Law in the Internet Society
On February 19, 2009 TV stations will end an era by ceasing to broadcast in analog. What this means is that a large chunk of spectrum that the government originally gave to broadcast television will revert back to government control and will be auctioned off or otherwise opened up for new uses. This new spectrum is very intriguing and valuable because it transits large distances and can penetrate quite thick walls. Accordingly, there has been rampant speculation over the past year or so about who will buy this spectrum, how much will be made available for purchase/use, and what it will be used for. Beyond this speculation though there is, I believe, an intriguing parallel or comparison that can be drawn to AT&T’s aggressive purchase of cable companies almost a decade ago. There are obvious differences between the two situations, but I think that in comparing the facts of the AT&T debacle with the facts and speculation about what will be done with TV’s broadcast spectrum there may be lessons that can be learned for those companies buying some of this spectrum, or questions that those companies must carefully consider before going forward.

In the late 1990’s and the early years of this decade AT&T CEO Michael Armstrong charted a bold and risky new path for his company by buying up cable companies. The two main acquisitions that Armstrong oversaw were the purchase of Tele-Communications Inc (TCI) and Media-One. Collectively these deals cost AT&T over $110 billion and gave them over 40 percent of the US cable market. The primary goal of this massive plan was to use these cable companies as a way to become a local phone service provider once again. AT&T was, at the time, only a long distance provider and had been ever since the 1984 break-up of “Ma Bell” into the six regional “Baby Bells,” but it had recently been losing some of its market share to other companies. However, beyond this primary goal, Armstrong and AT&T saw the potential profit to be gained by one company being able to directly provide cable, local and long distance phone service, and high-speed internet.

There were very large problems with both of these plans though. First of all, it is hard to understand why AT&T wanted to become a local phone service provider again in an age when it is not clear that there is much profit left in that field. Fewer people are using local phones in today’s increasingly wireless world. Secondly, in order to achieve the goal of providing consumers with a “Triple Play” type of package, AT&T had to sink a very large amount of money, above the $110 billion they had already spent, into infrastructure improvements at a time when they could not easily afford it. In the end, the plan failed and brought Armstrong down with it, culminating in 2002 when AT&T sold its cable company (which consisted of more than just the TCI and Media-One cable capacity) to Comcast for $72 billion.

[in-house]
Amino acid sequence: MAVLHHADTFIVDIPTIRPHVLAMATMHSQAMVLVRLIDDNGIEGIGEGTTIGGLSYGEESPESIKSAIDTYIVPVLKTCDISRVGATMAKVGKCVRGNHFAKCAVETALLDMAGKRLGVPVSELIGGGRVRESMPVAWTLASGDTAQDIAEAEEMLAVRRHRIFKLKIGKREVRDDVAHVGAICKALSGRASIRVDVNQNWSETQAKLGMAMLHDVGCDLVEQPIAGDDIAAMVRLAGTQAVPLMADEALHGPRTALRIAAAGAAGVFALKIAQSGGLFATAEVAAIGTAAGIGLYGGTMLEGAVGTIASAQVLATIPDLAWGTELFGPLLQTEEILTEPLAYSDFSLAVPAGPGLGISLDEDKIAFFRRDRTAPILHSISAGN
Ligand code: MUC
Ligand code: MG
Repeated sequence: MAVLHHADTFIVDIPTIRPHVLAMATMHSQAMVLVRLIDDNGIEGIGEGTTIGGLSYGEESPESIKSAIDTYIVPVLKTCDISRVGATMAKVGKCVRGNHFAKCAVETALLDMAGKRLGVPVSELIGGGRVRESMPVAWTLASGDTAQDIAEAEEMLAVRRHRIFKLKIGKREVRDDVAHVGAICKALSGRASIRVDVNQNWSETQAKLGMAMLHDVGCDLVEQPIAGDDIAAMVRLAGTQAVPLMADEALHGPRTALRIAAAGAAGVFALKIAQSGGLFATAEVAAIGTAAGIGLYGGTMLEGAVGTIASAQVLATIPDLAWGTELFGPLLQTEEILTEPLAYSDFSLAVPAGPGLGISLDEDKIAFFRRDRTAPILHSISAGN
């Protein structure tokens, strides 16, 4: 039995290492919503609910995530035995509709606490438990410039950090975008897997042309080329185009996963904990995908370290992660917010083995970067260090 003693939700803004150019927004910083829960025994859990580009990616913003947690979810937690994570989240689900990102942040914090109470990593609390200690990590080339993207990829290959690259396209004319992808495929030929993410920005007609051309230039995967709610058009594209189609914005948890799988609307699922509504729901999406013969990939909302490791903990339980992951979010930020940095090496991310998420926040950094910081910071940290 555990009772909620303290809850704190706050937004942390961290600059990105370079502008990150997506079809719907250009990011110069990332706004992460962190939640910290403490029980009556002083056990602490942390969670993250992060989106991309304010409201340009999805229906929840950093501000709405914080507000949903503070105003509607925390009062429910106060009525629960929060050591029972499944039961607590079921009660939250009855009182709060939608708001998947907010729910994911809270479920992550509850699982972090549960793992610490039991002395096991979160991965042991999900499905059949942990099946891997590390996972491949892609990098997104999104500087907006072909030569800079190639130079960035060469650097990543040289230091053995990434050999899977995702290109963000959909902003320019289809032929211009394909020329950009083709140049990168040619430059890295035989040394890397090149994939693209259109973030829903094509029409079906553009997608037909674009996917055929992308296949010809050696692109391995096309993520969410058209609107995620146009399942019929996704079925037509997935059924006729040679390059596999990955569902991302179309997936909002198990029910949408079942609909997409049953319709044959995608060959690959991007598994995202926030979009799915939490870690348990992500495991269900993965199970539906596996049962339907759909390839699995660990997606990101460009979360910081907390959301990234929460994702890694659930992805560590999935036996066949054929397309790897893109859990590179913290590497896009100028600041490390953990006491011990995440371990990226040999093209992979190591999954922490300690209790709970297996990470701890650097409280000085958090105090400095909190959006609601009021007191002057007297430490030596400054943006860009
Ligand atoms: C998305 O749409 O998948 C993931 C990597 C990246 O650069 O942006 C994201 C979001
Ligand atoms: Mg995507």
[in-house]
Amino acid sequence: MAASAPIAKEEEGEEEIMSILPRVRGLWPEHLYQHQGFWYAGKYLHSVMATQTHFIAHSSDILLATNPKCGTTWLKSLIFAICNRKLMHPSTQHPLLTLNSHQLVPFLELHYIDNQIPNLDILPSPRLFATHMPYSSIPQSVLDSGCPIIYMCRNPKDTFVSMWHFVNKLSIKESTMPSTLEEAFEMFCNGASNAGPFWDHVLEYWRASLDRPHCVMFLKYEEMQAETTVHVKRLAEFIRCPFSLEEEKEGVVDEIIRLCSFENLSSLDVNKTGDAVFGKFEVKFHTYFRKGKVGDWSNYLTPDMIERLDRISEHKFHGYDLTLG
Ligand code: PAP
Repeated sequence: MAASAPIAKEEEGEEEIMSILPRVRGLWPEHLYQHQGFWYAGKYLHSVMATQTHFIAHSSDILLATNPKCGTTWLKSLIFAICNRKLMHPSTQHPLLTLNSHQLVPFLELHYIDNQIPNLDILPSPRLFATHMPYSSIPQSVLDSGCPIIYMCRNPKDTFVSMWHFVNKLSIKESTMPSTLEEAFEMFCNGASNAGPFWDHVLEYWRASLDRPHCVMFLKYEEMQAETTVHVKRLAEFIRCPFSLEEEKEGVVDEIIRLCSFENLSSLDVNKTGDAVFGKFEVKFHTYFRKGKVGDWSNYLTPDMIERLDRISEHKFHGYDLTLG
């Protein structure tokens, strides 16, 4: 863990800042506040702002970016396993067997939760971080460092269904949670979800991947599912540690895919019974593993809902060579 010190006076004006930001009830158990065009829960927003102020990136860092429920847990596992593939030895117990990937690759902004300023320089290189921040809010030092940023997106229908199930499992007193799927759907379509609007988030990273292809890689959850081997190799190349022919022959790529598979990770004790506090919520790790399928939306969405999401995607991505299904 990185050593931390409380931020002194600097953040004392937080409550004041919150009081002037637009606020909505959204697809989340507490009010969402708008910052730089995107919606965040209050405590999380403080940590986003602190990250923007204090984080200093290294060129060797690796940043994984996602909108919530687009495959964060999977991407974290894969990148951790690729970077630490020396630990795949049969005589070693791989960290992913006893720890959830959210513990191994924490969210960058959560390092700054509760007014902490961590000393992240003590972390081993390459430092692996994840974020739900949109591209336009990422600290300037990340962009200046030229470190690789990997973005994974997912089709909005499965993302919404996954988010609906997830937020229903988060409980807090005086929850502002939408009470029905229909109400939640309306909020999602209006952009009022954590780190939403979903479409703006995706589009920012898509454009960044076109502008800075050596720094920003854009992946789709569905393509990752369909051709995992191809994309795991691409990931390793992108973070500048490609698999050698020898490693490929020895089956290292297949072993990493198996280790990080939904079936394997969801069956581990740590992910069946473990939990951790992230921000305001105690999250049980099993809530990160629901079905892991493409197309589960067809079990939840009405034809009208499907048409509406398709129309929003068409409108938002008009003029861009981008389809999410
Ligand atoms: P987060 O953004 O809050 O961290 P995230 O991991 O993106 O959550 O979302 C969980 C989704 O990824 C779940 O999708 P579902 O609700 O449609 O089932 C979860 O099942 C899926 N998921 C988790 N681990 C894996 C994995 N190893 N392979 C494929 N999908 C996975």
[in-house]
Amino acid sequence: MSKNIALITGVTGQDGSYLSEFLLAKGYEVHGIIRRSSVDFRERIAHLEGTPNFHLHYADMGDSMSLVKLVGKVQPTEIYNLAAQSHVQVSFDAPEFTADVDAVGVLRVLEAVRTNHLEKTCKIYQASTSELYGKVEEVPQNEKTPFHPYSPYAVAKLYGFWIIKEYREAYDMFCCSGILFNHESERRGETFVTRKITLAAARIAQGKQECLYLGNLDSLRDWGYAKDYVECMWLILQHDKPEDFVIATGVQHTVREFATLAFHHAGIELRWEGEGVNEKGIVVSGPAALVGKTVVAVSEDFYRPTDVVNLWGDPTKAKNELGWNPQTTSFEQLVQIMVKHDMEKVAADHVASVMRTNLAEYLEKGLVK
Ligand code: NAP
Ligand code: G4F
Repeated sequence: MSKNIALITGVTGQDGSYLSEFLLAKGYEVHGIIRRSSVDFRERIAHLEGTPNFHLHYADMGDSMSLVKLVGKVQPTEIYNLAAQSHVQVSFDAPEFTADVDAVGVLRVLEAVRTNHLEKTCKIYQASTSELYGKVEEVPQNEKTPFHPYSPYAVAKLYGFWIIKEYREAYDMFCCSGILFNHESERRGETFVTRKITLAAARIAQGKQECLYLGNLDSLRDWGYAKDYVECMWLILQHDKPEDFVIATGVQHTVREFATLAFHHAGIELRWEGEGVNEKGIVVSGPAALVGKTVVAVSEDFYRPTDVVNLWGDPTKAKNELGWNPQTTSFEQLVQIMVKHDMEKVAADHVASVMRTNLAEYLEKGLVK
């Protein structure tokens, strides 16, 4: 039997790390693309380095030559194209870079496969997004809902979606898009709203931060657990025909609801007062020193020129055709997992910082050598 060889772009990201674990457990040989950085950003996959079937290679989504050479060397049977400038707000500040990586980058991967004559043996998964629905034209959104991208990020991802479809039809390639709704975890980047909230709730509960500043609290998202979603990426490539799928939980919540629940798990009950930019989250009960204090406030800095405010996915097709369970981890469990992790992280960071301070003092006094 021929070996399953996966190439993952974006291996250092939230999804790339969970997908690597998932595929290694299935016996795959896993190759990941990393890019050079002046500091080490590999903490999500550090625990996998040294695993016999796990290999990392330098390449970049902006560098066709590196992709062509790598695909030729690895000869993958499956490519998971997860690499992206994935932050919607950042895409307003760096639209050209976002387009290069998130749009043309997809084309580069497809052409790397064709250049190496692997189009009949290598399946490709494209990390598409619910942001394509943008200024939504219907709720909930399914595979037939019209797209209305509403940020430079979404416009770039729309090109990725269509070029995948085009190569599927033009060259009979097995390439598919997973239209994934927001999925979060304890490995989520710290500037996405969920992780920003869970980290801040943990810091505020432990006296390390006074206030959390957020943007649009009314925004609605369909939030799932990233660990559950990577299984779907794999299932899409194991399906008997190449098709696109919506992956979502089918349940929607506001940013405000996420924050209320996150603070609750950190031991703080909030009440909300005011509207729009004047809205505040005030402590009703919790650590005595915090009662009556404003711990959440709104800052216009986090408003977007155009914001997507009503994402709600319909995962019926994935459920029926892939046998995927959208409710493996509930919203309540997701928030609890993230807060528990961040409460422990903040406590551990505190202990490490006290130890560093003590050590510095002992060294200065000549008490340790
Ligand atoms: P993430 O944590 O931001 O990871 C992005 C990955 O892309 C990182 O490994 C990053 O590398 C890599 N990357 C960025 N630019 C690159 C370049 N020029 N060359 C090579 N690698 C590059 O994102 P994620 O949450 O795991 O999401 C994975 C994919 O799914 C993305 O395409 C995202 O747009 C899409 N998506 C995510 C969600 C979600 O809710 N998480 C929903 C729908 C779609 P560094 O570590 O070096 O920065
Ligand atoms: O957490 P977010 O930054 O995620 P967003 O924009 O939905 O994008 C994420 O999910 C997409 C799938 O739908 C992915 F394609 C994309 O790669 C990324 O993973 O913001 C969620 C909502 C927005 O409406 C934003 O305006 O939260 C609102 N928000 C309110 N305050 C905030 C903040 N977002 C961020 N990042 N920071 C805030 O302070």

The two main types of spectrum that are being offered up are the 700MHz block and “white spaces” which are unused portions of spectrum between UHF television channels and are located between 512MHz to 698MHz. The 700MHz block was auctioned off in chunks (the government kept one large central chunk which they claim will be used for public safety purposes), netting over $19.5 billion dollars for the FCC. The two largest “winners” in this auction were Verizon and AT&T. Verizon apparently spent roughly $9.3 billion (including outbidding Google for the $4.7 billion “C Block”) and AT&T spent $6.6 billion. What they plan to do with this spectrum remains very unclear. The most common speculation is that they will use it to provide wireless broadband to laptops and cell phones. People had hoped that Google or another similar company might buy up enough licenses to form a possible new competitor in the wireless internet business, but in the end, Google did not win a single license.